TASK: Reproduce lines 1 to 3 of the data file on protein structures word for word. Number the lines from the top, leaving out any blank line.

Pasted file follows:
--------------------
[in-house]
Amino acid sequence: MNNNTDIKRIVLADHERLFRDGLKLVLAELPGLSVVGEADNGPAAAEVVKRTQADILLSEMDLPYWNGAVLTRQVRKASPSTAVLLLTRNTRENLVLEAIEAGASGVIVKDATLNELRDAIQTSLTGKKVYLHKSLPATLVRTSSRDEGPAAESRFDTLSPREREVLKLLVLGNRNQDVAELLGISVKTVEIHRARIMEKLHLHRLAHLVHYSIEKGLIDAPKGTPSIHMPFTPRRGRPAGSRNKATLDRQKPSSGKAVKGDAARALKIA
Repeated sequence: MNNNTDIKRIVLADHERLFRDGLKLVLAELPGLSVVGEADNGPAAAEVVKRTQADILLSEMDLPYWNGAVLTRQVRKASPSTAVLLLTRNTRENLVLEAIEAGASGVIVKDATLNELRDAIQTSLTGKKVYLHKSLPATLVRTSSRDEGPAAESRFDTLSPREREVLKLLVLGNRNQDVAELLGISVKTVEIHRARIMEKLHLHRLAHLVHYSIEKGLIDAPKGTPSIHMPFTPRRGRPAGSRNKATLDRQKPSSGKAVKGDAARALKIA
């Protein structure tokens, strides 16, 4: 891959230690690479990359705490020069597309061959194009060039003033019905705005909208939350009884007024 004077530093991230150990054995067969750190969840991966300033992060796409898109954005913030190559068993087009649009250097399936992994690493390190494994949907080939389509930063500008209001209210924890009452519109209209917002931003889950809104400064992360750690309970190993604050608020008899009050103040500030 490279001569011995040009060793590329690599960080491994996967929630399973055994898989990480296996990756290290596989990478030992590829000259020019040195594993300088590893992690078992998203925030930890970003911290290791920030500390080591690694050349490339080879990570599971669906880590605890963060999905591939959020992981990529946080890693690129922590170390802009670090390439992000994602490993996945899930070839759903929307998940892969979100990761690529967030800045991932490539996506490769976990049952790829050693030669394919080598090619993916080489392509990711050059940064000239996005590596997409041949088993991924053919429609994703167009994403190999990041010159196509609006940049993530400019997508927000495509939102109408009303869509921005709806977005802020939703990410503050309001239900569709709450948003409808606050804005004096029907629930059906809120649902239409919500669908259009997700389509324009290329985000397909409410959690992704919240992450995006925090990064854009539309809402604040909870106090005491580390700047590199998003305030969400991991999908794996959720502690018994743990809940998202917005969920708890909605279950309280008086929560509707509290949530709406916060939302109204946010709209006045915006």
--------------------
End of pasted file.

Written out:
[in-house]
Amino acid sequence: MNNNTDIKRIVLADHERLFRDGLKLVLAELPGLSVVGEADNGPAAAEVVKRTQADILLSEMDLPYWNGAVLTRQVRKASPSTAVLLLTRNTRENLVLEAIEAGASGVIVKDATLNELRDAIQTSLTGKKVYLHKSLPATLVRTSSRDEGPAAESRFDTLSPREREVLKLLVLGNRNQDVAELLGISVKTVEIHRARIMEKLHLHRLAHLVHYSIEKGLIDAPKGTPSIHMPFTPRRGRPAGSRNKATLDRQKPSSGKAVKGDAARALKIA
Repeated sequence: MNNNTDIKRIVLADHERLFRDGLKLVLAELPGLSVVGEADNGPAAAEVVKRTQADILLSEMDLPYWNGAVLTRQVRKASPSTAVLLLTRNTRENLVLEAIEAGASGVIVKDATLNELRDAIQTSLTGKKVYLHKSLPATLVRTSSRDEGPAAESRFDTLSPREREVLKLLVLGNRNQDVAELLGISVKTVEIHRARIMEKLHLHRLAHLVHYSIEKGLIDAPKGTPSIHMPFTPRRGRPAGSRNKATLDRQKPSSGKAVKGDAARALKIA